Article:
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Property values and regional economic vitality: Valuation methods as an indicator of property market behaviour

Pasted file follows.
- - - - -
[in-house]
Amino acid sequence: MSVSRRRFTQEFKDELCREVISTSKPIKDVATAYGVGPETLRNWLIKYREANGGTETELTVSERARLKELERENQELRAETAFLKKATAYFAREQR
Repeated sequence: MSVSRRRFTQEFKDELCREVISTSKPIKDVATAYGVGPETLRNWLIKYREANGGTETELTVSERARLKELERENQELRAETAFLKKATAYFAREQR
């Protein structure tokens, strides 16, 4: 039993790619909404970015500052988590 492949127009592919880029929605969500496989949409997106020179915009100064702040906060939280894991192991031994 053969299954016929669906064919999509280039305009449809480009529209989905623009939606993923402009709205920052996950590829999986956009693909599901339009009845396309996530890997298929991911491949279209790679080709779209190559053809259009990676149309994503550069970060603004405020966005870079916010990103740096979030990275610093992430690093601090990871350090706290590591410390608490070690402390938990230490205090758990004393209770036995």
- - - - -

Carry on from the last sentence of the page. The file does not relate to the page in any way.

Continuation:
Excessive property values contribute a depressing effect on regional economies. Excessive prices are those that are significantly out of alignment with underlying economic value, understood as either utility or contribution to productive activity. Identification of excessive values is difficult in an environment where market price and underlying economic value have been conflated into the term 'market value'. Sustainable management of urban and regional economic issues requires the identification of these misalignments and the pursuit of policies aimed at encouraging their correction. Property valuers are specifically trained in the estimation of price and value, where price is the sum the property will transact for in the near future, and value is the economically sustainable price. Markets that have developed price structures above value are unsustainable. Property valuers are well placed for identifying unsustainable price trends. Moreover, the methods adopted by property valuers to forecast market prices themselves are signals of changes in community attitudes to property. This paper employs a critical literature review and observations to examine emerging approaches to valuation practice to inform an understanding of community attitudes to real estate and its value. From this, observations will be made regarding dysfunctional attitudes that are at least contributing factors to a range of local economic and social problems. Finally, policy implications will be suggested. This study found that recent changes in both urban and regional property valuation suggest that communities have changed their perception of property in a way that is susceptible to the formation of unsustainable price bubbles. Valuers have increased their use of income approaches in response to the belief that buyers have become more likely to buy property for its income and growth potential rather than its utility in use. This would not be problematic if growth expectations were sustainable, however, there appears good reason to believe that future property growth will not follow the strong trends of the past.